By Kevin McClintock
JOPLIN, Mo. —
Supporters of the tea party movement rallied Thursday in Joplin to call for a leadership change in Washington come November.
“We’ve had it,” said Jacob Adams, 77, of Springfield. “We’ve had enough of ‘hope and change.’ What we need is a little more common sense.”
Between 35 and 40 people attended the event at the Peterbilt operation near Interstate 44. They listened to live music and conservative speeches from organizers of the Tea Party Express, the nation’s largest tea party political action committee.
“We just want to show that we don’t want what we now have for another four years,” said Carthage resident Rusty Beaver.
Some of those at the rally said their primary concerns were out-of-control government spending, failure by the government to reduce the deficit and a lack of non-federal jobs.
“This is the closest stop (for the Tea Party Express bus tour), and we wanted to be here, standing here, to show our support that we hate the (current) state of this country, with no jobs and no hope,” said Tom Bennesen, of Tulsa, Okla.
A similar rally was held Thursday morning in Springfield. The two Southwest Missouri stops are part of the organization’s “Restoring the American Dream” bus tour. Launched on April 27, the tour will wrap up May 8 in Arkansas, having visited 21 cities in eight states.
Beneath a few tents Thursday in Joplin were vendors selling mugs, books and T-shirts with slogans including “Don’t Tread on Me” and “We the People.”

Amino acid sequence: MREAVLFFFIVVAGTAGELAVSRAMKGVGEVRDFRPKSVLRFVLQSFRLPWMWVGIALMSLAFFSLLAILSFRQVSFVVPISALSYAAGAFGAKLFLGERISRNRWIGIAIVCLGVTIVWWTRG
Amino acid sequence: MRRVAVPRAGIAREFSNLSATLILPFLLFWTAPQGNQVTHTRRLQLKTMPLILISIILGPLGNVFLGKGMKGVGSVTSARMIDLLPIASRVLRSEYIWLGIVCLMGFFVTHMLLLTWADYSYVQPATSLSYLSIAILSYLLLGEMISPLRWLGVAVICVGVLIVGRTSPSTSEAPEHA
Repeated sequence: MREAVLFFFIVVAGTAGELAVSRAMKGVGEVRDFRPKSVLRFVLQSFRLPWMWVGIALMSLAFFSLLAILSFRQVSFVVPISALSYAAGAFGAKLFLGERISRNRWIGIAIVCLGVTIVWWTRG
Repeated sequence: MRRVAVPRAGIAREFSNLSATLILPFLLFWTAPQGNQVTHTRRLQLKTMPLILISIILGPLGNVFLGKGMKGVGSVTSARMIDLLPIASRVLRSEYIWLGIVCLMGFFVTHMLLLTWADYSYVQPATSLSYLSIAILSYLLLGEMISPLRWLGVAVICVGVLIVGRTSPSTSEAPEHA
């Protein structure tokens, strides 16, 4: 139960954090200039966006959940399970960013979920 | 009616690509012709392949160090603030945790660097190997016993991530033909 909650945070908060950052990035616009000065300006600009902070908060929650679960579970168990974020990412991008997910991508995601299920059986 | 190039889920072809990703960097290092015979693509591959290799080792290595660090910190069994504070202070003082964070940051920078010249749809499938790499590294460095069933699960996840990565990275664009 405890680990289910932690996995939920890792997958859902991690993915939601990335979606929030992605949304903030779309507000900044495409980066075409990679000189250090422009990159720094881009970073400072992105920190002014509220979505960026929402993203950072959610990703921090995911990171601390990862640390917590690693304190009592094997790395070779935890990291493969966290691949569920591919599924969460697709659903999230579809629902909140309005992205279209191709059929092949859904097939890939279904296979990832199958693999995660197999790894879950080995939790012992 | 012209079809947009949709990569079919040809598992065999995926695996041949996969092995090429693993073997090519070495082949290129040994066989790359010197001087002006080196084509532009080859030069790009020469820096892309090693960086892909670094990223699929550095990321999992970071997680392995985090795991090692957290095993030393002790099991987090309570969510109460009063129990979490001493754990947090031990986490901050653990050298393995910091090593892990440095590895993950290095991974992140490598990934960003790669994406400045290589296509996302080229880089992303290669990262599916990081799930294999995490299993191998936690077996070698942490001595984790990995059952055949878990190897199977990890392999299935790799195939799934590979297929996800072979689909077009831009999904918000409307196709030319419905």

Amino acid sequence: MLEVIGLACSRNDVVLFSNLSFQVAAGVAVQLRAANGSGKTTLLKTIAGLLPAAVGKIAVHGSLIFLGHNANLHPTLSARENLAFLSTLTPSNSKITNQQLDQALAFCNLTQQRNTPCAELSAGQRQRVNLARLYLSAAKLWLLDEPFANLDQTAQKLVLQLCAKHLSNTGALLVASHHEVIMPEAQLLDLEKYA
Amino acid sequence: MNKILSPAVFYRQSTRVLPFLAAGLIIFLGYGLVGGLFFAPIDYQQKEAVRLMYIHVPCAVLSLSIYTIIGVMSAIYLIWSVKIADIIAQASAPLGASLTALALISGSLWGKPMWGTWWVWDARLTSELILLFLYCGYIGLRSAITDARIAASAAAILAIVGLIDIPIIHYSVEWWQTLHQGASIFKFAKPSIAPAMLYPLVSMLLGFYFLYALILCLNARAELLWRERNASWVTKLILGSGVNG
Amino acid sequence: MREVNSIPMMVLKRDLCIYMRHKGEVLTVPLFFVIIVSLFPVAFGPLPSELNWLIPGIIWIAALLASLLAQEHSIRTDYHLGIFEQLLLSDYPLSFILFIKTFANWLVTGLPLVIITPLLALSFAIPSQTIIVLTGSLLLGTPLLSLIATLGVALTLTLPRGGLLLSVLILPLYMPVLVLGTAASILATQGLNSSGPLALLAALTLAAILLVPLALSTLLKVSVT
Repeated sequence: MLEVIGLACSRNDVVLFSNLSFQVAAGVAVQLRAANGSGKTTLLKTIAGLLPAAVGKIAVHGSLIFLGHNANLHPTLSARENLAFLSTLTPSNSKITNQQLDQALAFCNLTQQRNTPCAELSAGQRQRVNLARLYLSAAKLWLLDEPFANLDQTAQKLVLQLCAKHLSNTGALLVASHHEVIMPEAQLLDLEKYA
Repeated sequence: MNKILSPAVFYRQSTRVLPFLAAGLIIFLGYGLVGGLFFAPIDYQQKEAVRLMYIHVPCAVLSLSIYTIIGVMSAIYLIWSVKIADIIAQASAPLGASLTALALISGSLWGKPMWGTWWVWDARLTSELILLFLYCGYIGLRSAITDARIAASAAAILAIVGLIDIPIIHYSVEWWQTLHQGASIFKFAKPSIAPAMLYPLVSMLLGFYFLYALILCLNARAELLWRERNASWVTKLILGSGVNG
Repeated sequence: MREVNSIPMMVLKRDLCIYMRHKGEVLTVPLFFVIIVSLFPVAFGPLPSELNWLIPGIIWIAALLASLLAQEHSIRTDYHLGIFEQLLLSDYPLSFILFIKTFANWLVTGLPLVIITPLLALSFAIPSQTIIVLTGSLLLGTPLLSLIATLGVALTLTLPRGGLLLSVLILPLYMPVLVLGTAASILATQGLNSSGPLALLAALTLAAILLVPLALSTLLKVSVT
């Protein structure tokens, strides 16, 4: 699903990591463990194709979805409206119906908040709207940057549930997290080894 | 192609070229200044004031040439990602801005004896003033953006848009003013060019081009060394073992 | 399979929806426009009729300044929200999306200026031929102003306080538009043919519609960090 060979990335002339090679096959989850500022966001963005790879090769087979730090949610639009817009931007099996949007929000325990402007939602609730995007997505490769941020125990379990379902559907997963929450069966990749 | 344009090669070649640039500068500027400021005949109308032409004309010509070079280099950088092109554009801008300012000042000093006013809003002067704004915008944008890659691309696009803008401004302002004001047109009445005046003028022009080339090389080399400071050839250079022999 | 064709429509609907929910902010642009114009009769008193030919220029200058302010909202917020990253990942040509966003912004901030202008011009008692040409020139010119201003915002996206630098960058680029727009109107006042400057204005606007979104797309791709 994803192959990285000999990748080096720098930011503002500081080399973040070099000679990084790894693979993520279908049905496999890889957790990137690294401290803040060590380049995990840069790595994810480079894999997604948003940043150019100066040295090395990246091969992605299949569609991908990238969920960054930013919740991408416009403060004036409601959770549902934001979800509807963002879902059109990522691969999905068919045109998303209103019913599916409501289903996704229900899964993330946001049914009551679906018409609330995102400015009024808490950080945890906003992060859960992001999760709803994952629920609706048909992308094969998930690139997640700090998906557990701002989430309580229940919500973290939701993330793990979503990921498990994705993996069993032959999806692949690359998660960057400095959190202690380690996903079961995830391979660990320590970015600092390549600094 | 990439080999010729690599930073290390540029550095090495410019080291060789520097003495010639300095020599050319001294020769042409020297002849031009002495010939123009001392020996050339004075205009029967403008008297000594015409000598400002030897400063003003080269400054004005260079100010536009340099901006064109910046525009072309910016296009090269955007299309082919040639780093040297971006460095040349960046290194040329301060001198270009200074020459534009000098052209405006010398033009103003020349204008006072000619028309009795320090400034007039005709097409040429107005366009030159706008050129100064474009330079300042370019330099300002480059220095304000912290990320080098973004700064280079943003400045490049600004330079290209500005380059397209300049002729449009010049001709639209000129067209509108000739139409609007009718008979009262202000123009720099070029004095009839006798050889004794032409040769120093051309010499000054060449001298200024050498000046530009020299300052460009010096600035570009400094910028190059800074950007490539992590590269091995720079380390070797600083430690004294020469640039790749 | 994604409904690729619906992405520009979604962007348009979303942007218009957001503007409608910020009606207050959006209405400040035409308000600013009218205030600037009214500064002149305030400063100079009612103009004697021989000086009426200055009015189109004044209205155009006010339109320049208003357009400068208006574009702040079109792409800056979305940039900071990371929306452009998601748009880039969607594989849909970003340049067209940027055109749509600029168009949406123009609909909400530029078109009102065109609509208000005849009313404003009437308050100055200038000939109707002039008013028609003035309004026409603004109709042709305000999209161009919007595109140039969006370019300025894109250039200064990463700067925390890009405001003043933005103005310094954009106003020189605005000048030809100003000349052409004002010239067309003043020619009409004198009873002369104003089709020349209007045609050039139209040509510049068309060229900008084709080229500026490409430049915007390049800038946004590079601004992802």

Carl Brand, of Neosho, had a simple answer when asked what he wants to see happen in the general election in November: “Less government, lower taxes and more freedoms.”
Cookie Bowers, of Owasso, Okla., was asked why she decided to drive two hours to be at the event.
“Because if we don’t stand up and take our country back, we’re sunk,” she said.
Billie Mullins, of Joplin, said she received a phone call about the rally and decided to attend.
“I haven’t heard what they’ve said,” she said, pointing at the twin brown tea party buses nearby, “but I do believe that government is getting too big, and I think (the country) is headed down the wrong path.”
Howard Kaloogian helped organize the Joplin stop. “I think the election of 2012 will have the same type of enthusiasm and energy that we had in 2010,” he said. “The same people will turn out to the polls and make history again. They want the country to be improved. Unlimited government does not work.”
THE CONSERVATIVE ORGANIZATION has endorsed Republican Sarah Steelman in the U.S. Senate race. Steelman, a former state treasurer, is running for the GOP nomination to challenge Sen. Claire McCaskill, D-Mo., in November.